Rationale: Tobacco use is implicated in approximately 440,000 deaths per year, making it the leading cause of preventable death in the United States. Although it is generally recognized that tobacco use is correlated with a variety of health-related complications, many smokers are unsuccessful in their efforts to stop smoking using current cessation therapies.
Objectives: Given that nicotine is the addictive component of tobacco, successful smoking cessation therapies must address the various processes, including reward, which contribute to nicotine addiction. As such, determining the nicotinic receptor subtypes involved in nicotine reward is of utmost importance to understanding how nicotine addiction progresses.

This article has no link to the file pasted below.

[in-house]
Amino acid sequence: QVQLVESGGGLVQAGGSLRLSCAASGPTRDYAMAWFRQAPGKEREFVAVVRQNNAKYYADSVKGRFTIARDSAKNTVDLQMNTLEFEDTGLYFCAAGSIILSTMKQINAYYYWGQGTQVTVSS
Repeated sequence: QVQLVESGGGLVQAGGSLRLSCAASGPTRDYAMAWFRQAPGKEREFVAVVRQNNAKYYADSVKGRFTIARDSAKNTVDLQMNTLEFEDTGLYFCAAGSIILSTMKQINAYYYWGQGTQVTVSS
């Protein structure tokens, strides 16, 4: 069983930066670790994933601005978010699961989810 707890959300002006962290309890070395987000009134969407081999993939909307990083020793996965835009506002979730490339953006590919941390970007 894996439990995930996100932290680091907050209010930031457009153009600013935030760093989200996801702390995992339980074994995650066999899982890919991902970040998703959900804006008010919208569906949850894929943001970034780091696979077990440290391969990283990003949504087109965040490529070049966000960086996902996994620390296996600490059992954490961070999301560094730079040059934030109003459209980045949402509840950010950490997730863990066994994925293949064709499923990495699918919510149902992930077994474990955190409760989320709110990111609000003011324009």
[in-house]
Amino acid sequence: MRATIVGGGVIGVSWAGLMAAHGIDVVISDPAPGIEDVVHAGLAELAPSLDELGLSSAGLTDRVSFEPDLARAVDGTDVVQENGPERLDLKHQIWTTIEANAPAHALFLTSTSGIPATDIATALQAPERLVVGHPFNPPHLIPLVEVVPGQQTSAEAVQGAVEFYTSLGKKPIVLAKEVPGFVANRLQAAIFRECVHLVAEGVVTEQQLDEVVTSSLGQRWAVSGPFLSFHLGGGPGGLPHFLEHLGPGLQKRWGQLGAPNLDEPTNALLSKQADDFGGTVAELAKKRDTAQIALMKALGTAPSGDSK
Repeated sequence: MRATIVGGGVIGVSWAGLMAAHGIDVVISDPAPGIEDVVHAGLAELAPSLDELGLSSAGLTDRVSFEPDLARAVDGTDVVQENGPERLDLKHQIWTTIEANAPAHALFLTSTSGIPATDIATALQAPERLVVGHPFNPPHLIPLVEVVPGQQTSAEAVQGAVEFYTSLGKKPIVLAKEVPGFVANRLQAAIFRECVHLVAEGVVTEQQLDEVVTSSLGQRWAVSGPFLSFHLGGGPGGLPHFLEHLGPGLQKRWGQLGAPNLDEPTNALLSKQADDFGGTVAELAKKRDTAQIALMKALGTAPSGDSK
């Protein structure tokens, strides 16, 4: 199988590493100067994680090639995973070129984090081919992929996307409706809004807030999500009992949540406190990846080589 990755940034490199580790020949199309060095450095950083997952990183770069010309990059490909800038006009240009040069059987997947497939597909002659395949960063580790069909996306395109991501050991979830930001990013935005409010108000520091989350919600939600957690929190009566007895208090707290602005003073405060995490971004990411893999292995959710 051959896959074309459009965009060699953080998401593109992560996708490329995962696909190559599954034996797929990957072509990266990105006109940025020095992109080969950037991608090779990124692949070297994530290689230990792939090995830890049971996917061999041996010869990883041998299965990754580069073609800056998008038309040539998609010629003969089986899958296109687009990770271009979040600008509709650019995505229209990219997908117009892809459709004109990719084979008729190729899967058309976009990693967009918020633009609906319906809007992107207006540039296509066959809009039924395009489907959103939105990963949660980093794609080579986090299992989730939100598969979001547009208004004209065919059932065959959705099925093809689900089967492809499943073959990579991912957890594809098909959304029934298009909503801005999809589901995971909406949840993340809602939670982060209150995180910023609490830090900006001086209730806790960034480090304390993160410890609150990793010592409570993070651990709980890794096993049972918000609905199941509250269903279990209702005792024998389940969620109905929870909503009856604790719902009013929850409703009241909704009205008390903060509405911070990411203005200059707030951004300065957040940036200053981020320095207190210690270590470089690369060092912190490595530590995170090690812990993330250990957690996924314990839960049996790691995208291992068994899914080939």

Methods: Conditioned place preference (CPP) in three-chamber conditioning boxes was performed. For antagonist studies, drug was given on all conditioning sessions 10 min before nicotine or saline injection and placement in the boxes.
Results: We have demonstrated that a pretreatment with the alpha4beta2 subunit of the nicotinic acetylcholine receptor (nAChR) antagonist dihydro-beta-erythroidine (2.0 mg/kg, s.c.) blocked nicotine (0.5 mg/kg, s.c.) CPP in wild-type mice (C57BL/6 mice). In contrast, pretreatment with an antagonist of the alpha7 subunit of the nAChR, methyllycaconitine (MLA, 5.0 or 10.0 mg/kg, s.c.), had no effect on this behavior. Finally, we showed that mice lacking the beta2 subunit of the nAChR did not exhibit nicotine CPP while alpha7 knock-out mice did.
Conclusion: Taken together, these data suggest that the beta2 subunit of the nAChR is critically involved in nicotine reward as measured by CPP.